The junior running back had just 14 yards in the season-opening loss at Boise State.

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Dwayne Washington knows he has something to prove, and he hopes to get more chances to do so out of the Huskies’ backfield.

The junior running back had just 14 yards on eight carries in the Huskies’ 16-13 season-opening loss at No. 23 Boise State on Friday, and Washington as a team had a meager 29 yards rushing on 22 carries.

Washington wants more, and the Huskies will obviously need more from the ground game if they hope to improve an offense that managed just 179 total yards in the opener.

“That’s the plan, to be that main running back,” Washington said Wednesday. “But as far as this offense, we do a lot of rotation. But, yeah, I would like to be that guy.”
When healthy, Washington averaged 12 carries per game last season, and never more than 19 in a game. His breakthrough November — in which he had three consecutive 100-yard games to close out the regular season — had many forecasting him as UW’s best offensive weapon coming into this season. He did have a team-high seven catches for 53 yards against Boise, but Washington said he expects better production in the running game.

“The coaches, they’ve just got to trust what I do,” he said. “I have to give them that mindset that they can’t take me off the field. I’ve got to build trust with my quarterback and my coaches.”

That freshman quarterback Jake Browning, who is hardly considered a running threat, had UW’s longest run (12 yards) sums up how much UW’s rushing attack struggled against Boise. Yes, UW was playing with an entirely new combination on the offensive line. The line held up well enough in pass protection, benefiting often from a tight end (or two) helping to block, but the blocking in the run game struggled.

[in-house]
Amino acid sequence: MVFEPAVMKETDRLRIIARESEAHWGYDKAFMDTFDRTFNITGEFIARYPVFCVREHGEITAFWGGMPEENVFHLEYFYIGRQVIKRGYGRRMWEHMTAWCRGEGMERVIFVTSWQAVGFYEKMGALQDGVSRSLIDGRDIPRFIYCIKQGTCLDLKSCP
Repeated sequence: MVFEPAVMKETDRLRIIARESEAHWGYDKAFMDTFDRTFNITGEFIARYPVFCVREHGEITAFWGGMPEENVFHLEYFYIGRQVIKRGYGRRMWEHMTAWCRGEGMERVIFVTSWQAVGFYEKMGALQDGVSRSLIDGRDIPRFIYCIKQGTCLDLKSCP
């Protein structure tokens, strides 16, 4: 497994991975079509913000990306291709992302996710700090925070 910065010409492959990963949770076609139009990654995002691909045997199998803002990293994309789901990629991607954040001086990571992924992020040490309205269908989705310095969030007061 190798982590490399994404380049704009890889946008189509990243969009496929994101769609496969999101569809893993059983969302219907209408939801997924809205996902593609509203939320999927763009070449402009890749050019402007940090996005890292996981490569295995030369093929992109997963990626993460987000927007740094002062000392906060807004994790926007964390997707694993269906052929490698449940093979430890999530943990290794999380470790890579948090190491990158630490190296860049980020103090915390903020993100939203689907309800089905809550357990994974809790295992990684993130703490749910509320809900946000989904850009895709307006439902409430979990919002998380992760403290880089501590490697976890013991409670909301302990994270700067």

“We definitely need to create more of a crease for the back,” UW offensive coordinator Jonathan Smith said. “At the same time, we’re not going to be able to block everybody; the back’s got to be able to make some guys miss, and we’ve got guys who can do that.”

Boise State’s defensive game plan dared the Huskies to run the ball.

“We talked to those (Boise) coaches after the game — obviously, we’re still close to them — and they were going to live in Cover 2 until we proved we proved we could run the ball,” Smith said. “Well, they were playing Cover 2 and we couldn’t run the ball.”

That, in turn, limited some of the things the Huskies were able (and unable) to do in the passing game. Smith said he called “four or five” deeper pass plays that didn’t end up going downfield, part of that dictated by Boise’s coverage. Smith said he hopes to stretch the field more going forward.

“Everything’s easier when you run the ball, no question. But at the same (time) you can’t just bang your head into some walls, and if that’s not effective you find some other answers. That’s part of the role I’m in, is to find some other answers and that’s what we’re trying to do.”

Dwayne Washington hopes to be a big part of the solution. A converted receiver, Washington has shown flashes of his potential in the past. At 6-feet-2, 226 pounds, he has exception size to go along with his impressive speed (his 4.42-second 40-yard time was the fastest on the team during winter testing). But coaches have noted that he needs to run with a lower pad level, be more dependable on short-yardage situation and hold on to the ball. (Against Boise, he also fumbled once in the first half against Boise, a ball the Huskies wound up recovering.)

“I had a rough game,” he said, “but you’ve just got to move forward. … We’ve just got to be more detailed on our assignments on offense and just get the ball going faster.”

Behind Washington, true freshman Myles Gaskin, the former O’Dea star, was first off the bench; he gained just five yards on five carries against Boise. Sophomore Lavon Coleman had one carry for minus-2 yards, and the Huskies had just one rushing first down.

The Huskies were without reserve backs Deontae Cooper and Jomon Dotson last week with undisclosed injuries. Both have a chance to return this week.

With Browning’s emergence at quarterback, Washington said there are encouraging signs heading into Saturday’s home opener against Sacramento State.

“We started off slow, but Jake surprised me in the second half,” Washington said. “He’s a young guy, but he’s not the type of person to just (drop) his head. He’s always going to keep his head up and stay positive throughout the whole process of the game. With me being by his side, I’m going to take care of him and he’ll take care of me.”